Echo Hollow - Superficial Intelligence

Geneva Records


Well, it's finally here.  After more delays that almost any album in the history of music, Echo Hollow has finally released their new album Superficial Intelligence.  There is one messageboard where I frequent where at least one person every couple months for the last 2 or 3 years has been asking when this album would finally be released.  Well, it's here and you annoying posters can quit with the "When is Superficial Intelligence Coming Out" threads!
Now, as far as comparing this release with Diet of Worms, I'm not going to try to do much of that here.  I don't own the release and I only heard two of the songs on it about 5 or 6 years ago so I don't even remember too much about them.  The one thing I do remember is that Diet of Worms seemed to be heavier than this material.  Superficial Intelligence for the most part is a hard rock/metal mixture with a ton of variety.  The opening song, "A.D.H.D." is a very upbeat and catchy song...kind of a not-as-heavy, old Tourniquet style...that is a good start to the album.  The song deals with the band's opinion that Attention Deficit Disorder has more to do with faulty parenting and lack of structure instead of just being a sickness.  I tend to agree with them on this one.  As far as the rest of the music on the disc, they are all over the map really while still retaining a sound that tells you it's the same band.  I hear influences ranging from a Galactic Cowboys/King's X feel on one song, to Zepplin, to No Innocent Victim, and to of course old Tourniquet.  Guy Ritter's vocals conjure up memories of the Tourniquet of old for sure.  However, he rarely gets quite as wild as he did on Stop the Bleeding or Psychosurgery.  The best example of the Tourniquet sound would be on the song "Middle of the Mind".  The guitars on that song have a very familar sound thanks to Gary Lenaire and Ritter's vocals really shine.  "1973" and "A.D.H.D" also bring back a few Tourniquet memories.  Other than that, a tamer style of vocals are the only similarities you'll find here.  The band is not afraid to kick it into a fairly high gear, but many mellow moments of acoustic and soft electric guitar and "pretty" vocals will cause some old Tourniquet fans looking for a quick thrill to head for the door.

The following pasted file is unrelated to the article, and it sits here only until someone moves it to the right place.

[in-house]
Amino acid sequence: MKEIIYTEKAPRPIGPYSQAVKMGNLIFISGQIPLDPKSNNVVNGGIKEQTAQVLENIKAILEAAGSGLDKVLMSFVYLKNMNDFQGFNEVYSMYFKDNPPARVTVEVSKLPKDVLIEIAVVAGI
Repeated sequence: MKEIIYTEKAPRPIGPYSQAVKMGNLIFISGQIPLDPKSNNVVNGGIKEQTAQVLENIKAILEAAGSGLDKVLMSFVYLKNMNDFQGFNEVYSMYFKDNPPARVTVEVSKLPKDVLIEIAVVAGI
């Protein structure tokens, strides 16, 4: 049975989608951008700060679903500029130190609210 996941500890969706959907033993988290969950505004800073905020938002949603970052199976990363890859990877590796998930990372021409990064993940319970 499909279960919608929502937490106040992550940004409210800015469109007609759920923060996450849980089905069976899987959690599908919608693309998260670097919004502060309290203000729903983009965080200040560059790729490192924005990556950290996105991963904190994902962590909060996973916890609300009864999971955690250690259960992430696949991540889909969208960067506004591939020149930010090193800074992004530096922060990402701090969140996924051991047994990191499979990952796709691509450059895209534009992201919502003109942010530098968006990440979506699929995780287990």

Overall this is not a bad album, but it's not one that I think I'm going to listen to all that often.  It starts to bog down after song number 5 and doesn't ever really get back to anything all that exciting save for the last song.  The ballad "Yesterday's Ghost" has a very good and passionate ending, but getting there is the hard part.  The album closer "1973" brings in a little bit of a punk beat to mix with the metal.  This song is probably the best of the final five songs due to them going back to a heavier vibe and more aggressive vocals by Ritter after a mellow instrumental and the above mentioned ballad. 
Lyrically, the band is hit and miss.  They have some very good one liners and some decently solid topics, but other songs have somewhat lame lyrics ("Late Movie" for example).  Packaging is nice, but nothing that stands out.  I liked the cover to Diet of Worms much better than this cover.  And as for the production, it is well done.
I'll be interested to see if all the anticipation of fans is fulfilled with the final product.  (Review by Matt)